Monday, May 24, 2010

1st Year Ceramic Associate James Edwards talks to Jam Packed about the 2010 Clay Energy Conference

This is the eighth in these series of clay events held in Gulgong home to Australian Preeminent ceramist Janet Mansfield. Is this your first trip to Gulgong? If so what were you expecting? 
Yes this was my first Gulgong outing, the 2010 Clay Energy Conference. I just missed the last one in 2007, so I had plenty of expectations, but also knew from talking to others who had been in 2007 what the conference was about. There were plenty of 'artstars' of the Australian and international Ceramics world, and the whole event is really an excuse for every one of all levels to mingle, network and have some fun. That was pretty much exactly what happened. 

What were some of the highlights of the conference – particular key notes etc. and why? 
Highlights of the conference were more outside of the lectures for me. I sat with our Clay Adelaide exhibition most of the conference, and what I'm considering highlights from this are the moments and conversations with artists from all levels talking about our work, and theirs. I had some great informal chats with some influential people in regards to my practice, which was awesome! 

The one artist talk I got to that I did enjoy a lot was Ken Yonetani talking about his work. His work is so highly textural, evocative of the ocean floor in his formations of coral, shells, and mussels made from clay, and then his more abstract pieces, that I couldn't help the immediate attraction to the works. 

Which exhibitions did you like and why?  
There were so many exhibitions, from purpose built gallery spaces to vacant shops full of work, to a neatly placed display in the main streets shop windows. So much work was attractive; to pick a favourite would be impossible...especially when our Clay Adelaide exhibition was totally the best!!!

Interesting exhibitions though, included the Matchbox Competition, where all and sundry could enter a ceramic based work, as long as it could fit inside a matchbox. On the Saturday night of the conference, all the matchbooks (about 400?) were lined up on a pool table in the Prince of Wales Hotel, and it was really interesting to see how innovative and creative entrants had been. 

Another was the '340 grams' - The Australian Ceramic Association Members Exhibition, where members could exhibit anything as long as it weighed 340 grams in total. 
I feel these exhibitions were so attractive to me because of the scope of creativity they offered, and a few inspiring ideas came from some of the exhibits!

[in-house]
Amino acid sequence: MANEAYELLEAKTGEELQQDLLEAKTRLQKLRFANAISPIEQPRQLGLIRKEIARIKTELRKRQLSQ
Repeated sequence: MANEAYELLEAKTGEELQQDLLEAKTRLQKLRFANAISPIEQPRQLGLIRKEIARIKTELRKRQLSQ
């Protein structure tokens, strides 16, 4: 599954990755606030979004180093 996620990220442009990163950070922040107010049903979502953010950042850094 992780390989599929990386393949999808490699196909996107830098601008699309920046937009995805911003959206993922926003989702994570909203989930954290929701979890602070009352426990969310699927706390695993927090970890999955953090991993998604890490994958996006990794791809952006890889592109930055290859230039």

Did you get involved in the wood firings, if so can you tell us about it?
I didn't get involved in a wood firing as there weren't any being run. We did do a massive Raku workshop though as Raku is a much faster firing process than wood, and that meant the conference was actually long enough to go from start to finish in the whole process of making, drying and firing, while still allowing people to take their finished pieces away. 

We did however fire a few wood ovens, a tri-pot Tandoori wood oven, and various other wood-heating ovens that created some decadent food on the last day at Janet Mansfield's property. 

Adelaide Ceramist had a show as part of Clay Energy Can you tell us who was part for this exhibition and where it was held? 
Our Clay Adelaide exhibition was held in the front upstairs room in a beautiful Victorian style shop fronted house, now officially to be the Headquarters and home of Mansfield Press, at the end of the main streets shopping section. The show opened in conjunction with 4 others in the same building, including National Art School, Woodfire Show, 10 artists from South Australia, Ceramic Study Group, NZceramics, and Royston Harpur - Paintings. 

Our exhibition was to present the work of 10 ceramic artists from Adelaide and its surrounds, which included one plinth each dedicated to Jane Burbidge, Maria Chatzinikolaki, Susan Frost, Suzanne Gregor, Tamara Hahn, Charmain Hearder, Stephanie James-Mantton, Wayne McAra, Jane Robertson and myself. 

The exhibition was a great success, I had a lot of great feedback and critique, and we sold a few pieces and all of the 90 handmade beakers we each chipped in towards being our opening's wine vessels. 

Could you describe your work form the show – the ideas behind the work you produced and your process of making? 
Everyone wants to enjoy an environment that is their ideal space. Everyone desires to live amongst ‘stuff’ which brings good memories and makes a good ambience.

By drawing together items and objects that have a memory of past lives, stories unfold and personal memories find their way interweaving with a new element, to cannibalise the original item into something new.
With a fresh face, the objects make their way back into the world to continue their existence, creating and enhancing new memories as they go.

So my work, Parchments, is a desk lamp from a series I'm currently undertaking, involving the cannibalisation of found or op-shopped lamp stands and shades, where I have to create either the shade or stand to match the existing half. 

Parchments was created by walking past a house in my street and intercepting an elderly lady putting out a shade-less Victorian hot-cast bronze table lamp. So after a lot of deliberation and experiments, I ended up with a cylindrical translucent porcelain shade, with stencilled Fleur de Lyss on the upper face.